1 st January 2015
Europe’s tax showdown could be headed straight to people’s wallets.
With the new year, a change in fiscal rules in the European Union is increasing the tax on many purchases of digital content like e-books and smartphone applications.
Under the new rules, first approved in 2008, the tax rate on digital services like cloud storage and movie streaming will be determined by where consumers live, and not where the company selling the product has its European headquarters. Tax experts say Europe’s revamped rules could add up to an extra $1 billion in annual tax revenue for European governments.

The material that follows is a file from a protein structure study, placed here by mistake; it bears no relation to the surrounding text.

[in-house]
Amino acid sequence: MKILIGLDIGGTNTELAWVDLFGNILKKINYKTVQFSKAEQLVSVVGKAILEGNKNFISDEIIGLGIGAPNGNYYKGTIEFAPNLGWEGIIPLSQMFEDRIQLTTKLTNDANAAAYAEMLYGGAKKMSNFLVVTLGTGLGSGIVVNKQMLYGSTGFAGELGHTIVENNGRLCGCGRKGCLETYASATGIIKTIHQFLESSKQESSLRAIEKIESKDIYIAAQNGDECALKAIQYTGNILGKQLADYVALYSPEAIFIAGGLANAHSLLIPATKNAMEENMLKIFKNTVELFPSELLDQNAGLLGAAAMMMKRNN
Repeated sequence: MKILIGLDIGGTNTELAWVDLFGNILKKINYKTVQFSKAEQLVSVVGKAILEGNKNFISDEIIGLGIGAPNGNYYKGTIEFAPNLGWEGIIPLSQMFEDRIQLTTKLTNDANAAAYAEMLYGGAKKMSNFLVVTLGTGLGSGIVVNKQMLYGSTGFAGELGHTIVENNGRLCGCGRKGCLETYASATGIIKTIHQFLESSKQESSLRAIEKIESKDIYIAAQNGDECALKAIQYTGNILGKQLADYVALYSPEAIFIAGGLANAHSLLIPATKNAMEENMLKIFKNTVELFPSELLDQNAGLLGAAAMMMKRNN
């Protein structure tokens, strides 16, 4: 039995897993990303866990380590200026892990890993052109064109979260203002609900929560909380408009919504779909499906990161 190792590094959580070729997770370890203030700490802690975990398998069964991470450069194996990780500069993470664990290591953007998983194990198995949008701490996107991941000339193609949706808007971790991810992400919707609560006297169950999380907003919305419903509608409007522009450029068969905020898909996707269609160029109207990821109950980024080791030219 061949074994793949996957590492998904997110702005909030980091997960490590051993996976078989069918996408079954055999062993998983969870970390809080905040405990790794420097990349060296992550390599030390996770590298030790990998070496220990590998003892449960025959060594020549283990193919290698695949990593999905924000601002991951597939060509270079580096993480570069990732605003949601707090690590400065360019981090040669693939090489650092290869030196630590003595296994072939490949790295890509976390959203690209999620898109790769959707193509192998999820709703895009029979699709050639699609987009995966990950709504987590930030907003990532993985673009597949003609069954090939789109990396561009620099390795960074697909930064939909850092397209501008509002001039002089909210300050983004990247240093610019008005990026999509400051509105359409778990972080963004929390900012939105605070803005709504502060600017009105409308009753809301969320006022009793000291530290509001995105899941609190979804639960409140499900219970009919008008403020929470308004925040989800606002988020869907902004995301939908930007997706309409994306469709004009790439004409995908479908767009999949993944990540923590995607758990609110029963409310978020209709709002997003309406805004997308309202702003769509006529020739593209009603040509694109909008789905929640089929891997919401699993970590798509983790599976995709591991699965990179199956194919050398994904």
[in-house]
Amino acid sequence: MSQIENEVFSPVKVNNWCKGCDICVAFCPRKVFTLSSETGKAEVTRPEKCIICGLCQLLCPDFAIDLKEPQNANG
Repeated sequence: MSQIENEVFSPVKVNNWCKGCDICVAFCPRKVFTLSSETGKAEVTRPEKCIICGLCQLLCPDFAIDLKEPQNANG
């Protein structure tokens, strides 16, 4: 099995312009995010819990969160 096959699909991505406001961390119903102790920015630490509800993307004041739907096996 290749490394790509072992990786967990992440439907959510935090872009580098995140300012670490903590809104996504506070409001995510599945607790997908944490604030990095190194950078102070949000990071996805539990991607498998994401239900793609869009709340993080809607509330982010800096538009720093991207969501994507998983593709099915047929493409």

What remains unclear is who in the 28-country bloc will pay most of the bill.
“There inevitably will be a price change,” said Richard Mollet, chief executive of the Publishers Association, a British trade body. “The question is whether retailers, publishers or customers will have to take on board any increase.”
The changes to Europe’s so-called value-added tax — a tax on goods and services similar to sales taxes in the United States — are part of a continuing push by lawmakers to tax the region’s digital economy more heavily. Companies like Apple and Amazon have been roundly criticized for housing their European operations in low-tax countries like Ireland and Luxembourg. The companies say they operate there legally.
Click here for full coverage.